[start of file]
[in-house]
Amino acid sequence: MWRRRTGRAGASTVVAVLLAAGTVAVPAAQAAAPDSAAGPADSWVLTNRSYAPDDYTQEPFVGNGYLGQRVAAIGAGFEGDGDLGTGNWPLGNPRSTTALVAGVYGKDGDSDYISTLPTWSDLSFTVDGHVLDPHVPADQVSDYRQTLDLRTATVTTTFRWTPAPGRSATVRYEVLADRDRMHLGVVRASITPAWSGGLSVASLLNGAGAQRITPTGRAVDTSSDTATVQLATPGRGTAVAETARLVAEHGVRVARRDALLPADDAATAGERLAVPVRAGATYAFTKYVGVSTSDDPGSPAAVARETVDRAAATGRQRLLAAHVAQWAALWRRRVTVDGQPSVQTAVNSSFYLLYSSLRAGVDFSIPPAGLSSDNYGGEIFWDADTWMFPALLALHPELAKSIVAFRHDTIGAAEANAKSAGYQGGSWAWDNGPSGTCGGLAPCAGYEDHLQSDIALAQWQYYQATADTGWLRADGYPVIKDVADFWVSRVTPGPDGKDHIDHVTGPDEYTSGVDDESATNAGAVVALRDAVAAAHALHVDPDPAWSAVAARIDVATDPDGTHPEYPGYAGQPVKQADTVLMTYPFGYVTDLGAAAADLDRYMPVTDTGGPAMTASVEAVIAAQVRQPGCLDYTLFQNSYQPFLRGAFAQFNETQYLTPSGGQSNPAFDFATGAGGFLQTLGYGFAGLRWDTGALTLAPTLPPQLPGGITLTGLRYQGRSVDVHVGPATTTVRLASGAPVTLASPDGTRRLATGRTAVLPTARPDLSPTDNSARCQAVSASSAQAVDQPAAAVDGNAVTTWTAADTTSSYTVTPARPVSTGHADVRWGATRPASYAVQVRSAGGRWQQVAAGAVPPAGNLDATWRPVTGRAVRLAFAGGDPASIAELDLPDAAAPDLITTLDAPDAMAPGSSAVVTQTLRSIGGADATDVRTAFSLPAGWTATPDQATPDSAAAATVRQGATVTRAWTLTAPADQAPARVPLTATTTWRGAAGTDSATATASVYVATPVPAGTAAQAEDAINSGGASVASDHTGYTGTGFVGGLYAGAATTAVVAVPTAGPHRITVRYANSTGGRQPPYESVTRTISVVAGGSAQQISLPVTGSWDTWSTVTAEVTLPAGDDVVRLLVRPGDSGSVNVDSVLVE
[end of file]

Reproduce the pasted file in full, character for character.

[in-house]
Amino acid sequence: MWRRRTGRAGASTVVAVLLAAGTVAVPAAQAAAPDSAAGPADSWVLTNRSYAPDDYTQEPFVGNGYLGQRVAAIGAGFEGDGDLGTGNWPLGNPRSTTALVAGVYGKDGDSDYISTLPTWSDLSFTVDGHVLDPHVPADQVSDYRQTLDLRTATVTTTFRWTPAPGRSATVRYEVLADRDRMHLGVVRASITPAWSGGLSVASLLNGAGAQRITPTGRAVDTSSDTATVQLATPGRGTAVAETARLVAEHGVRVARRDALLPADDAATAGERLAVPVRAGATYAFTKYVGVSTSDDPGSPAAVARETVDRAAATGRQRLLAAHVAQWAALWRRRVTVDGQPSVQTAVNSSFYLLYSSLRAGVDFSIPPAGLSSDNYGGEIFWDADTWMFPALLALHPELAKSIVAFRHDTIGAAEANAKSAGYQGGSWAWDNGPSGTCGGLAPCAGYEDHLQSDIALAQWQYYQATADTGWLRADGYPVIKDVADFWVSRVTPGPDGKDHIDHVTGPDEYTSGVDDESATNAGAVVALRDAVAAAHALHVDPDPAWSAVAARIDVATDPDGTHPEYPGYAGQPVKQADTVLMTYPFGYVTDLGAAAADLDRYMPVTDTGGPAMTASVEAVIAAQVRQPGCLDYTLFQNSYQPFLRGAFAQFNETQYLTPSGGQSNPAFDFATGAGGFLQTLGYGFAGLRWDTGALTLAPTLPPQLPGGITLTGLRYQGRSVDVHVGPATTTVRLASGAPVTLASPDGTRRLATGRTAVLPTARPDLSPTDNSARCQAVSASSAQAVDQPAAAVDGNAVTTWTAADTTSSYTVTPARPVSTGHADVRWGATRPASYAVQVRSAGGRWQQVAAGAVPPAGNLDATWRPVTGRAVRLAFAGGDPASIAELDLPDAAAPDLITTLDAPDAMAPGSSAVVTQTLRSIGGADATDVRTAFSLPAGWTATPDQATPDSAAAATVRQGATVTRAWTLTAPADQAPARVPLTATTTWRGAAGTDSATATASVYVATPVPAGTAAQAEDAINSGGASVASDHTGYTGTGFVGGLYAGAATTAVVAVPTAGPHRITVRYANSTGGRQPPYESVTRTISVVAGGSAQQISLPVTGSWDTWSTVTAEVTLPAGDDVVRLLVRPGDSGSVNVDSVLVE